Three-terminal IC regulators have been especially useful to the designer of small, regulated power supplies or on-card regulators. Three-terminal regulators are popular because they are small and require a minimum number of external components.
Mounting and using three-terminal regulators usually presents no problem, however, there are several precautions that should be observed. Positive regulators, in general, use npn emitter follower output stages whereas negative regulators use npn common-emitter stages with the load connected to the collector. The emitter follower output stage configuration is not used in negative regulators because monolithic pnp series-pass transistors are more difficult to make. Due to their output stage configuration, positive regulators are more stable than negative regulators. Therefore, the practice of bypassing positive regulators may be omitted in some applications. It is good practice, however, to use bypass capacitors at all times.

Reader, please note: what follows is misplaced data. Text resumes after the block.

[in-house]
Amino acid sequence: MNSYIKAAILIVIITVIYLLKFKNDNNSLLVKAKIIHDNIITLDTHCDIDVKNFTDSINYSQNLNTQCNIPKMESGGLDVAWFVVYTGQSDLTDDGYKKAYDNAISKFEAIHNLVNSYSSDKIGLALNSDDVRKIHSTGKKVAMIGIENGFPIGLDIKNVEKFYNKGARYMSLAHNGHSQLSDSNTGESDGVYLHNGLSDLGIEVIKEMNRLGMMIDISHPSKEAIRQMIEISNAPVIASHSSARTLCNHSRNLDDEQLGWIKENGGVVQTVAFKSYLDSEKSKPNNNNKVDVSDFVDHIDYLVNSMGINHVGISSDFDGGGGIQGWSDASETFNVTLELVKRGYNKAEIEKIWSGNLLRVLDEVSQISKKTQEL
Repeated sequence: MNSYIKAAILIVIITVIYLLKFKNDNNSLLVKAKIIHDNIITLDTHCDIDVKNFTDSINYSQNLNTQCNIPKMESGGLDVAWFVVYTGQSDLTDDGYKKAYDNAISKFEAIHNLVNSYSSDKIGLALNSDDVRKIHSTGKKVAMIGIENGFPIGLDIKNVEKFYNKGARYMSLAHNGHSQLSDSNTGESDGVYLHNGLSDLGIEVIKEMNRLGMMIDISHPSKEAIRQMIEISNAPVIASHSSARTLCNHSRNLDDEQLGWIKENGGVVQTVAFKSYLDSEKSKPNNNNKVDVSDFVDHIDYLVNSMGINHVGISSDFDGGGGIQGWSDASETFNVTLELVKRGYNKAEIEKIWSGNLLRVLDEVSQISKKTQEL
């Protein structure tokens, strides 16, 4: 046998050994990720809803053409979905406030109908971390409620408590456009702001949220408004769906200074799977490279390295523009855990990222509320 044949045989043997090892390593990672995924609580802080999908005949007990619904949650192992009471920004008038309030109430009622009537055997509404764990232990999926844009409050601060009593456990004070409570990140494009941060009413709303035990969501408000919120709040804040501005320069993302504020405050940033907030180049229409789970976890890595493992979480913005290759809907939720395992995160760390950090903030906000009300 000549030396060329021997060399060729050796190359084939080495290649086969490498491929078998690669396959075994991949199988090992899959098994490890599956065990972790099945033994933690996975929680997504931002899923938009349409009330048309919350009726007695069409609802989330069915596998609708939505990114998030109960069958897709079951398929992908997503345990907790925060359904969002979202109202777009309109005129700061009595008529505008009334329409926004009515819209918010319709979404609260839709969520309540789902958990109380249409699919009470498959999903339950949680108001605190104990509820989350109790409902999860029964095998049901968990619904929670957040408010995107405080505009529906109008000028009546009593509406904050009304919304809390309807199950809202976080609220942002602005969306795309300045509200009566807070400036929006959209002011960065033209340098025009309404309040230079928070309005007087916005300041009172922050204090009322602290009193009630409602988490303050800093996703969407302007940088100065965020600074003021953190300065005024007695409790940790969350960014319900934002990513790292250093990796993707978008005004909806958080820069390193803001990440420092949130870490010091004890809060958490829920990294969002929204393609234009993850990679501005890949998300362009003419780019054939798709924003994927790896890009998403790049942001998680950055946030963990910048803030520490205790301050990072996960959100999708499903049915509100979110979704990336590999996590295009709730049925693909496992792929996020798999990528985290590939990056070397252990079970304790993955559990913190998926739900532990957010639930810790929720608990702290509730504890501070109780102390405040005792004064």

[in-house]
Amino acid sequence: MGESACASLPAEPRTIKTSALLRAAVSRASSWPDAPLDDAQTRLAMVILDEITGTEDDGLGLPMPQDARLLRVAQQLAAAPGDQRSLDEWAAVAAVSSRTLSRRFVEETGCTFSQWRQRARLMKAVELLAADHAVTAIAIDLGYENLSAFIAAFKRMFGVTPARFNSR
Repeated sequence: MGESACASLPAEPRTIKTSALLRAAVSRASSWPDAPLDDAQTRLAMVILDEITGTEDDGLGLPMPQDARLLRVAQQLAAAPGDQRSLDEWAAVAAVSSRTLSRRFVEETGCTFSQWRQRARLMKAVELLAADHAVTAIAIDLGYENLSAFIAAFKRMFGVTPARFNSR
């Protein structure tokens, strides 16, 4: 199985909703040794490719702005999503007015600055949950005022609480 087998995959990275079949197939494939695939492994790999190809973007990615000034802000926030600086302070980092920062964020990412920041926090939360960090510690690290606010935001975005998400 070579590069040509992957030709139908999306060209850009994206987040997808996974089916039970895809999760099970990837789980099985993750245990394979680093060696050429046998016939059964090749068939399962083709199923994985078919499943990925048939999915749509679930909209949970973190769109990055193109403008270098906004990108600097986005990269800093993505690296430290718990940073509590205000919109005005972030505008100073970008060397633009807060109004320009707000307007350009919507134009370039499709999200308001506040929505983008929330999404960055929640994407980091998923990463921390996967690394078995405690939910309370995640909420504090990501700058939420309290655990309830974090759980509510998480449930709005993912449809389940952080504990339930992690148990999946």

For a positive regulator, a 0.33µF bypass capacitor should be used on the input terminals. While not necessary for stability, an output capacitor of 0.1µF may be used to improve the transient response of the regulator. These capacitors should be on or as near as possible to the regulator terminals. See Figure 5-36.
When using a negative regulator, bypass capacitors are a must on both the input and output. Recommended values are 2µF on the input and 1µF on the output. It is considered good practice to include a 0.1µF capacitor on the output to improve the transient response (Figure 5-37). These capacitors may be mylar, ceramic, or tantalum, provided that they have good high frequency characteristics.